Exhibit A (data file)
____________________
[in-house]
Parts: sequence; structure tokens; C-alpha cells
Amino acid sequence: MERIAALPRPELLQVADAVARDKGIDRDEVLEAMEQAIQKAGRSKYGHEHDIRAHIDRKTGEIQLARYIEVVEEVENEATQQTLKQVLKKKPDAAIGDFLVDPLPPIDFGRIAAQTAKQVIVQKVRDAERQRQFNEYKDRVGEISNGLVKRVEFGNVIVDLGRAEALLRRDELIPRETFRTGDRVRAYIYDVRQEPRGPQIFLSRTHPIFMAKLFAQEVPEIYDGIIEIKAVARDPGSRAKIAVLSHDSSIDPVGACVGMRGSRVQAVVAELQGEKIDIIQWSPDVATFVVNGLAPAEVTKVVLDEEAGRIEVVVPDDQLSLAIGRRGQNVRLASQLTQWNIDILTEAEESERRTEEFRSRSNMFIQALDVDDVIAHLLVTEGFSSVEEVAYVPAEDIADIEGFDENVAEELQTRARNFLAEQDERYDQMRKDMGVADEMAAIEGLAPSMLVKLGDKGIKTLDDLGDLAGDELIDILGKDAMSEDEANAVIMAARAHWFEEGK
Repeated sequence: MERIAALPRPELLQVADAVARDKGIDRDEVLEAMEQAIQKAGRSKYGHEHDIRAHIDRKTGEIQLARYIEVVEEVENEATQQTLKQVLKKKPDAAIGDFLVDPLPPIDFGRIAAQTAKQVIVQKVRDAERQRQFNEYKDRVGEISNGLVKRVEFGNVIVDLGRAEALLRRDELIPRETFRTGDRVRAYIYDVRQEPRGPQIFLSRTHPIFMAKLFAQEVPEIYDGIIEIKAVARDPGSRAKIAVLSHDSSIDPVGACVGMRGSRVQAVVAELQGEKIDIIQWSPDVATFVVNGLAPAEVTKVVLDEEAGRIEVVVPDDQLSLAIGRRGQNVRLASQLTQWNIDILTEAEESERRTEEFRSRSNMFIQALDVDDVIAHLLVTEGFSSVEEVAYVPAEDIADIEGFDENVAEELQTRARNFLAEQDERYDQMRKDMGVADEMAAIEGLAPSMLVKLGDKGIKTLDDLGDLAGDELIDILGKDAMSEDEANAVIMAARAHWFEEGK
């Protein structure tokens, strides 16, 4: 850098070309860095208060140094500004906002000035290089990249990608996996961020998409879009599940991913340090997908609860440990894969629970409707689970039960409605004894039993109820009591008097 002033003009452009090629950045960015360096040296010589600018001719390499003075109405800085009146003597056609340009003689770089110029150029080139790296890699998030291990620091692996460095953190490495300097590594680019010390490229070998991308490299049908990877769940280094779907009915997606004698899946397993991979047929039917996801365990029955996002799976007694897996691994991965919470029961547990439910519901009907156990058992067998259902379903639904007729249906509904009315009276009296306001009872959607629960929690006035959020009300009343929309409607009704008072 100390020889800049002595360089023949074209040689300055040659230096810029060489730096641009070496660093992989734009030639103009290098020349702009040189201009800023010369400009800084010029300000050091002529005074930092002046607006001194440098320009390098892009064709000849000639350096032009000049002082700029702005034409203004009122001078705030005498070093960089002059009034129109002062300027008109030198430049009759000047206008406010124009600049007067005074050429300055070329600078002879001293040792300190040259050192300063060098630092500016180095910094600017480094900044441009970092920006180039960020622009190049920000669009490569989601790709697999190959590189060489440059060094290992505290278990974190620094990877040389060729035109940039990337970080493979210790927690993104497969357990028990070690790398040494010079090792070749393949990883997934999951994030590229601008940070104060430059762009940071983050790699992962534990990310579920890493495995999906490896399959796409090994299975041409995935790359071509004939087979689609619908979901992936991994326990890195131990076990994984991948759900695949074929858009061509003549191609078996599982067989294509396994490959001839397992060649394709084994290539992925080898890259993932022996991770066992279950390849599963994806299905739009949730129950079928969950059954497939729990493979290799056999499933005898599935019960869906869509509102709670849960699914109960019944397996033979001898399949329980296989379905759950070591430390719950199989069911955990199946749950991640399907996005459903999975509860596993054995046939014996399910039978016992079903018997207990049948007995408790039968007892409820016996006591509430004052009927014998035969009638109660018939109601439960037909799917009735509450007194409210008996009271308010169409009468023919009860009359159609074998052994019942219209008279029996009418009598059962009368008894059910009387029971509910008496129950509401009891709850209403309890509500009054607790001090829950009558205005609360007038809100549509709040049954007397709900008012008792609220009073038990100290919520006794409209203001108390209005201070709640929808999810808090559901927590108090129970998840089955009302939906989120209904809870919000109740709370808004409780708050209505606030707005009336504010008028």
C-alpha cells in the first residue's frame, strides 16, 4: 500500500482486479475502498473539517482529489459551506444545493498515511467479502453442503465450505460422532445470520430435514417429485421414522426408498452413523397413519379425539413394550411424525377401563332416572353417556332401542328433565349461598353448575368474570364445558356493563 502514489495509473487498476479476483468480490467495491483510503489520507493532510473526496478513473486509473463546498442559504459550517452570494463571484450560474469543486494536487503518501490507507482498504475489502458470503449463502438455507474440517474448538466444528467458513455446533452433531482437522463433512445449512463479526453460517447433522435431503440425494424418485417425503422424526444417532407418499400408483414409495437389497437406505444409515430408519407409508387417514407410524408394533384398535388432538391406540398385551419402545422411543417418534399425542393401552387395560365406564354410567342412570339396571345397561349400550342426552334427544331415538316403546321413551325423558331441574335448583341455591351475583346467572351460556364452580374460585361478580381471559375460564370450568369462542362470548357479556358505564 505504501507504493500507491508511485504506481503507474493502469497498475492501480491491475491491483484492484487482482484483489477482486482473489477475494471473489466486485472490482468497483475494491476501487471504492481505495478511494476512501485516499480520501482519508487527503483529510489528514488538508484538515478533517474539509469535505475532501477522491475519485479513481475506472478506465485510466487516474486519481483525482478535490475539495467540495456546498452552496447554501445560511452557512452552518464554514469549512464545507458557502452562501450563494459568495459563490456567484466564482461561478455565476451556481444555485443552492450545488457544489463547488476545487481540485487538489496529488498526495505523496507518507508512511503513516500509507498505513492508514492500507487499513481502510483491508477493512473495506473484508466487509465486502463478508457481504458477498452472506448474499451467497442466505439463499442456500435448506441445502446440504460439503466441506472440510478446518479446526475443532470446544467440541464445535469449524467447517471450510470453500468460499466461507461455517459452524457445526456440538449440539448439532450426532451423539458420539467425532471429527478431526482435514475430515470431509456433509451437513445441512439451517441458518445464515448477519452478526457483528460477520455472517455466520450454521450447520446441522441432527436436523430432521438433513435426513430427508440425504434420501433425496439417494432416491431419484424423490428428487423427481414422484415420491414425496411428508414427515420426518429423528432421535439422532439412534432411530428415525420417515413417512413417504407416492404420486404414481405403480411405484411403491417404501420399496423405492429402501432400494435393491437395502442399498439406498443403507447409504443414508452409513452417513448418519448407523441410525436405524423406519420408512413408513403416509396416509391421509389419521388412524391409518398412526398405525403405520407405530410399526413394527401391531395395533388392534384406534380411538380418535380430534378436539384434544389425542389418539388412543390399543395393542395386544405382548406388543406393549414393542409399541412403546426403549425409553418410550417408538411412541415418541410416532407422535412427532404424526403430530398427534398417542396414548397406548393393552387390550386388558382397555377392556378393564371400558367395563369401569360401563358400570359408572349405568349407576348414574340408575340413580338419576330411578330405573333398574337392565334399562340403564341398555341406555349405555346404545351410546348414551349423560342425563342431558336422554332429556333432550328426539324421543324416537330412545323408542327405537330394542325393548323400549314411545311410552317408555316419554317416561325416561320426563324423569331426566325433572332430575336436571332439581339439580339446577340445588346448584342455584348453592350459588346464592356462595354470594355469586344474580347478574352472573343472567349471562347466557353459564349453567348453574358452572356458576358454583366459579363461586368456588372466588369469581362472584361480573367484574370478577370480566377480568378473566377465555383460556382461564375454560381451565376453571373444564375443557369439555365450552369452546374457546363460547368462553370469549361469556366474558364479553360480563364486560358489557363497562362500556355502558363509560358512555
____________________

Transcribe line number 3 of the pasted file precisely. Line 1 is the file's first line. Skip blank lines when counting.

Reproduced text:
Amino acid sequence: MERIAALPRPELLQVADAVARDKGIDRDEVLEAMEQAIQKAGRSKYGHEHDIRAHIDRKTGEIQLARYIEVVEEVENEATQQTLKQVLKKKPDAAIGDFLVDPLPPIDFGRIAAQTAKQVIVQKVRDAERQRQFNEYKDRVGEISNGLVKRVEFGNVIVDLGRAEALLRRDELIPRETFRTGDRVRAYIYDVRQEPRGPQIFLSRTHPIFMAKLFAQEVPEIYDGIIEIKAVARDPGSRAKIAVLSHDSSIDPVGACVGMRGSRVQAVVAELQGEKIDIIQWSPDVATFVVNGLAPAEVTKVVLDEEAGRIEVVVPDDQLSLAIGRRGQNVRLASQLTQWNIDILTEAEESERRTEEFRSRSNMFIQALDVDDVIAHLLVTEGFSSVEEVAYVPAEDIADIEGFDENVAEELQTRARNFLAEQDERYDQMRKDMGVADEMAAIEGLAPSMLVKLGDKGIKTLDDLGDLAGDELIDILGKDAMSEDEANAVIMAARAHWFEEGK